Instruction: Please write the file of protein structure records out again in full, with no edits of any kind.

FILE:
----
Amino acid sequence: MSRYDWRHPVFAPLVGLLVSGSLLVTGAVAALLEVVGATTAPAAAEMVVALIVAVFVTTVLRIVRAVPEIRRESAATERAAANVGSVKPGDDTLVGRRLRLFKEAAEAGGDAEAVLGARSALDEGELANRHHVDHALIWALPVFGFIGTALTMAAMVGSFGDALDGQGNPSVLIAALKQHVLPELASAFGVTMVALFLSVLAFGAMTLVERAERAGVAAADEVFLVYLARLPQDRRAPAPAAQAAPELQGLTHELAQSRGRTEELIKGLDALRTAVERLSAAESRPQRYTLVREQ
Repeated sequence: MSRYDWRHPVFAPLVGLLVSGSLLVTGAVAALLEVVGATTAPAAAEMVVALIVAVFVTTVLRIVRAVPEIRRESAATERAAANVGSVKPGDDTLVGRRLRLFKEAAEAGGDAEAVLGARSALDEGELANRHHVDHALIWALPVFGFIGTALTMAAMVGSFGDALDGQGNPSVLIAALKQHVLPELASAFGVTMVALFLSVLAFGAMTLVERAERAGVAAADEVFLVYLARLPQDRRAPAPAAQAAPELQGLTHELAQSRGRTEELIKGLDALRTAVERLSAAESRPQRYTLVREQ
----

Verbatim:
Amino acid sequence: MSRYDWRHPVFAPLVGLLVSGSLLVTGAVAALLEVVGATTAPAAAEMVVALIVAVFVTTVLRIVRAVPEIRRESAATERAAANVGSVKPGDDTLVGRRLRLFKEAAEAGGDAEAVLGARSALDEGELANRHHVDHALIWALPVFGFIGTALTMAAMVGSFGDALDGQGNPSVLIAALKQHVLPELASAFGVTMVALFLSVLAFGAMTLVERAERAGVAAADEVFLVYLARLPQDRRAPAPAAQAAPELQGLTHELAQSRGRTEELIKGLDALRTAVERLSAAESRPQRYTLVREQ
Repeated sequence: MSRYDWRHPVFAPLVGLLVSGSLLVTGAVAALLEVVGATTAPAAAEMVVALIVAVFVTTVLRIVRAVPEIRRESAATERAAANVGSVKPGDDTLVGRRLRLFKEAAEAGGDAEAVLGARSALDEGELANRHHVDHALIWALPVFGFIGTALTMAAMVGSFGDALDGQGNPSVLIAALKQHVLPELASAFGVTMVALFLSVLAFGAMTLVERAERAGVAAADEVFLVYLARLPQDRRAPAPAAQAAPELQGLTHELAQSRGRTEELIKGLDALRTAVERLSAAESRPQRYTLVREQ